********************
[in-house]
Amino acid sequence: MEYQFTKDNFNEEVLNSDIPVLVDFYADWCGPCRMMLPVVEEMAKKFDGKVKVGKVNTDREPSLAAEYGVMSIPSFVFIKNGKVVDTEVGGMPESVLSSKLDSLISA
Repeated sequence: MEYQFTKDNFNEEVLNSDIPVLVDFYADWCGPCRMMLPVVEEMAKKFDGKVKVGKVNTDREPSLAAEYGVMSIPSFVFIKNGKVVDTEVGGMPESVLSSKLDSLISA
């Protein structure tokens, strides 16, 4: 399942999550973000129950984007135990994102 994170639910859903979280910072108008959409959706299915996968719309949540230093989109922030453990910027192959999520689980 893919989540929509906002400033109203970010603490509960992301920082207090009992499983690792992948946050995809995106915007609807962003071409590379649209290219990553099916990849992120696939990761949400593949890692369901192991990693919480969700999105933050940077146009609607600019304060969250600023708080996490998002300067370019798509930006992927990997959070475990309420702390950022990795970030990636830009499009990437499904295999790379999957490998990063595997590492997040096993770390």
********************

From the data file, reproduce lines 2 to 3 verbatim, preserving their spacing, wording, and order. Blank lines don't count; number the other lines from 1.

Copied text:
Amino acid sequence: MEYQFTKDNFNEEVLNSDIPVLVDFYADWCGPCRMMLPVVEEMAKKFDGKVKVGKVNTDREPSLAAEYGVMSIPSFVFIKNGKVVDTEVGGMPESVLSSKLDSLISA
Repeated sequence: MEYQFTKDNFNEEVLNSDIPVLVDFYADWCGPCRMMLPVVEEMAKKFDGKVKVGKVNTDREPSLAAEYGVMSIPSFVFIKNGKVVDTEVGGMPESVLSSKLDSLISA